SAN DIEGO -- Don't tell Shawn Hill no news is good news. His recent visit with the Padres' team doctor Heinz Hoenecke revealed nearly nothing about the right-hander's sore right elbow and biceps.
There was no apparent ligament damage -- a relief for Hill considering he had Tommy John ligament replacement surgery in 2004 and subsequently missed the '05 season -- but there also was no obvious reason for Hill's discomfort. Though Hoenecke told Hill the ligament looked "solid," no damage was found, leaving Hill without a definitive return date. He's been on the 15-day disabled list since April 27, the day after his last start.
"It is frustrating," Hill said. "Hopefully we'll get to the bottom of it. You're kind of thinking, 'OK, I'm not going through Tommy John again.' At the same time, there's not that one thing where you go, 'Here's a big neon sign.'"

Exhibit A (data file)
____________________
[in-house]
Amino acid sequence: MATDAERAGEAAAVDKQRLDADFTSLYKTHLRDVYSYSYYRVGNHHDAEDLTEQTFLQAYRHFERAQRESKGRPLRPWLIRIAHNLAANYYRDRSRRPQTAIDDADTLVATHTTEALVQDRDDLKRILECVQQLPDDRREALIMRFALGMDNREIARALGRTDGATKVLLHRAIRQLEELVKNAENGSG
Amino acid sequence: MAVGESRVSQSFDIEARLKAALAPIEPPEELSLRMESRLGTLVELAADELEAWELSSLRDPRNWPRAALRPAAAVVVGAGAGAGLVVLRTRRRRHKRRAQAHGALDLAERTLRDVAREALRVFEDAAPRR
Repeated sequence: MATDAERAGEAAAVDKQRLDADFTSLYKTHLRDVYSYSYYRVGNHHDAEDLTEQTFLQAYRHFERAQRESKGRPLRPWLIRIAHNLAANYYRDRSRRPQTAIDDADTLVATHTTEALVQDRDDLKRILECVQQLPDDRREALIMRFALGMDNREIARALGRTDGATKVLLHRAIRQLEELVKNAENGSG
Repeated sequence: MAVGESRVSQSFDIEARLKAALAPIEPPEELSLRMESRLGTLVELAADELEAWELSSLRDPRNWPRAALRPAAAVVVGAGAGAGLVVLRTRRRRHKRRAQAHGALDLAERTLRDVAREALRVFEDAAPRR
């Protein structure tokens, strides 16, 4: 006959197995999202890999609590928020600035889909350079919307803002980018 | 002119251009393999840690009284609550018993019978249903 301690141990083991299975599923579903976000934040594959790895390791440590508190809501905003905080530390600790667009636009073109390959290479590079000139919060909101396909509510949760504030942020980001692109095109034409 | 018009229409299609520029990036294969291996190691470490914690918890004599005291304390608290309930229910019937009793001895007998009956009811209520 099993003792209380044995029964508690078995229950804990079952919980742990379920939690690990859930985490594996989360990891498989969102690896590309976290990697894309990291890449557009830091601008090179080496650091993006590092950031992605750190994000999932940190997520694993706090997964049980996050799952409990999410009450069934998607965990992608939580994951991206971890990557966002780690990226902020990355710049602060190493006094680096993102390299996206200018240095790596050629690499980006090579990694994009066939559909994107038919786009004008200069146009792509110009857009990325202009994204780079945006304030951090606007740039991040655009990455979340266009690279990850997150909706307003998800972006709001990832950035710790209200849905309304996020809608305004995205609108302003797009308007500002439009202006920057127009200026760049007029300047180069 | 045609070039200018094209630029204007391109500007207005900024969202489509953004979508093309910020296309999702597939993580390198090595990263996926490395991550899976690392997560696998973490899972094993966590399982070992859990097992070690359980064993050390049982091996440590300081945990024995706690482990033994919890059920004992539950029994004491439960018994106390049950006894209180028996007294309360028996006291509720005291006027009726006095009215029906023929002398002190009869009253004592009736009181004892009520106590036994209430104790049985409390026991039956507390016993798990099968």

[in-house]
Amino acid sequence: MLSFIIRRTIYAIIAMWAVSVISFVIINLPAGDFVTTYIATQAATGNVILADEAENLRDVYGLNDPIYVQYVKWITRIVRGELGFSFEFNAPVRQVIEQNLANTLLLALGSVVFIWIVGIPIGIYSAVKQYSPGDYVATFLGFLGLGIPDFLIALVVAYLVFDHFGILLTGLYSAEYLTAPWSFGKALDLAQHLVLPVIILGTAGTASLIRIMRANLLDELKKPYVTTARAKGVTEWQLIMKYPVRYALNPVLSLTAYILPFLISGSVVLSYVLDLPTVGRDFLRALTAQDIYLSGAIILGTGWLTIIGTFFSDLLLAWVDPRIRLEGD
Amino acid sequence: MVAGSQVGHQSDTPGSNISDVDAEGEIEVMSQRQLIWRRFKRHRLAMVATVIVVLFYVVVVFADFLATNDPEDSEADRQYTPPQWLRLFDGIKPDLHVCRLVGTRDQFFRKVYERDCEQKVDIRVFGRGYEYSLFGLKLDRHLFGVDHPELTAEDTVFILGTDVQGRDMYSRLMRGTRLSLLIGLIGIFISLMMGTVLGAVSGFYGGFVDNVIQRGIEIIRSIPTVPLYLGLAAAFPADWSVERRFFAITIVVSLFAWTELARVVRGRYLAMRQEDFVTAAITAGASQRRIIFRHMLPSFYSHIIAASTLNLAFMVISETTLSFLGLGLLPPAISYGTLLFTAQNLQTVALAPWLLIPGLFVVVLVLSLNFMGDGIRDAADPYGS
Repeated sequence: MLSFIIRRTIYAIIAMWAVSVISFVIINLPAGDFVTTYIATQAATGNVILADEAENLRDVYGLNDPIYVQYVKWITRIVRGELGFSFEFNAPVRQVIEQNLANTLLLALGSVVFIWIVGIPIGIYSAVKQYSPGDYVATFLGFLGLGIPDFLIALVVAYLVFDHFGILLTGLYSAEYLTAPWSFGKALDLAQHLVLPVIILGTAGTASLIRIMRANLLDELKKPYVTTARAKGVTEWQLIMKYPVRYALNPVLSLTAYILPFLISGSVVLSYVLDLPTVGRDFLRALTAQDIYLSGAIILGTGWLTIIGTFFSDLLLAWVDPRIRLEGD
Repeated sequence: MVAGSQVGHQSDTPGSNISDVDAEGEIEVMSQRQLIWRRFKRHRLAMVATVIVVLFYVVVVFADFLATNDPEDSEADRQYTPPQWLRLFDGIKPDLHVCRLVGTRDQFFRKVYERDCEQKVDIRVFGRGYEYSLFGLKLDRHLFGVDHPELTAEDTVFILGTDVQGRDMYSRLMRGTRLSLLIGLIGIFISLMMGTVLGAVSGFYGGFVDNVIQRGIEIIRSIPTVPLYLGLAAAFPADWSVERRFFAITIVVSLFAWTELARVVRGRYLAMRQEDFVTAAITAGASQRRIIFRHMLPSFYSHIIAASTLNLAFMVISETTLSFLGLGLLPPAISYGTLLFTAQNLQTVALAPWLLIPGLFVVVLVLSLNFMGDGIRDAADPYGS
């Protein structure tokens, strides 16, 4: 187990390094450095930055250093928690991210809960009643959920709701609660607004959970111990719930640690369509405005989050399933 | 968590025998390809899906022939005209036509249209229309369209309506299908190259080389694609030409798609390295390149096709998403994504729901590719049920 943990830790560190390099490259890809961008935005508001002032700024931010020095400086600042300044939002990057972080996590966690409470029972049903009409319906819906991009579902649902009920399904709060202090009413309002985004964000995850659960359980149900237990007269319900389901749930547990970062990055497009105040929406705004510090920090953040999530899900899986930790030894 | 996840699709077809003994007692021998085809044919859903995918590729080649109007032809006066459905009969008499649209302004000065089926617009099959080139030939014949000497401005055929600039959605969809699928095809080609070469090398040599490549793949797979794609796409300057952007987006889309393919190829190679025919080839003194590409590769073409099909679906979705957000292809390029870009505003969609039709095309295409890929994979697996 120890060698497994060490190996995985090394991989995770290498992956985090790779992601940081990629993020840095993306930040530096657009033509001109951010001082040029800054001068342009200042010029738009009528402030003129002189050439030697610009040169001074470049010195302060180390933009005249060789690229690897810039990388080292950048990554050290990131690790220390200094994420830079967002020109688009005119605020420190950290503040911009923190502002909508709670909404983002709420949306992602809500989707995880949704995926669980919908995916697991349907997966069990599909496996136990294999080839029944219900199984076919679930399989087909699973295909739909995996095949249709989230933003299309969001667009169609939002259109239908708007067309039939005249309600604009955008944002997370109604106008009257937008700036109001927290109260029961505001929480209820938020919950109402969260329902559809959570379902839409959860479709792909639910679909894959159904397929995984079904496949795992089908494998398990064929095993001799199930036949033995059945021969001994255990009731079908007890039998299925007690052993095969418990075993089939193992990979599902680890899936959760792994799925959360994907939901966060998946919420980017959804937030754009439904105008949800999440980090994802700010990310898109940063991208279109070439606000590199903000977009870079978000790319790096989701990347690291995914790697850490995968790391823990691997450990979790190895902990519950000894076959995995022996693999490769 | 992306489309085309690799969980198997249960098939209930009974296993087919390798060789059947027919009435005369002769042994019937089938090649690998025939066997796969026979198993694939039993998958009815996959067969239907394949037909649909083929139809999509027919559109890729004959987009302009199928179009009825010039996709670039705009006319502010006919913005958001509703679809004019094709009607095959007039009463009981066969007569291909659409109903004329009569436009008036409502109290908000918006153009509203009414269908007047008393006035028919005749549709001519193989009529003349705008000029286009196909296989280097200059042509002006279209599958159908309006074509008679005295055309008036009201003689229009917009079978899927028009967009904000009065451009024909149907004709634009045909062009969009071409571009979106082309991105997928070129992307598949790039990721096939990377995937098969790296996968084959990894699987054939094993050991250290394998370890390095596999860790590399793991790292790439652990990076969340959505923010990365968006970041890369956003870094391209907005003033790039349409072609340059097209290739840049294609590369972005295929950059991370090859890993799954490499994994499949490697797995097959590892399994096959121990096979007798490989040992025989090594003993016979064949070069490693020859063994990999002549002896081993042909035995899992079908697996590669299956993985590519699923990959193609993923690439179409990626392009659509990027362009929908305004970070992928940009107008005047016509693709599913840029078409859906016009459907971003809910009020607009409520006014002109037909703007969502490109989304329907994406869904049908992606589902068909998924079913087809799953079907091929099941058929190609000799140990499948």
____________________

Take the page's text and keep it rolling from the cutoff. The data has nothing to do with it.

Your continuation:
Which means there's no set plan to rehab Hill's arm. He stayed in San Diego last week while the team trekked to Colorado and Los Angeles, working with physical therapists, trying to loosen himself up. Before that, he got a cortisone shot following his April 26 start vs. the Pirates, when he was pulled after two innings.
"We're still kind of stuck on where to go right now in terms of how to attack this," Hill said. "I didn't expect it to all of a sudden be easy."
Hill, of course, isn't the only Padres hurler in DL purgatory. Right-handers Cha Seung Baek and Walter Silva are right there with him. But their health situations are at least a bit clearer.
Baek, on the DL since April 5 with a strained right forearm, tossed five innings of three-run ball Sunday for Class A Lake Elsinore, his second rehab start. Padres manager Bud Black said his velocity and pitch action were fine, but he'll need at least 10 more days after his next start, Friday, before returning to the rotation.
Silva's been on the DL since April 14, also with a strained right forearm. He was supposed to start Monday for Triple-A Portland, but the game was rained out. He'll likely pitch Tuesday and throw in the Minors at least two more times before coming back.
David Biderman is an associate reporter for MLB.com. This story was not subject to the approval of Major League Baseball or its clubs.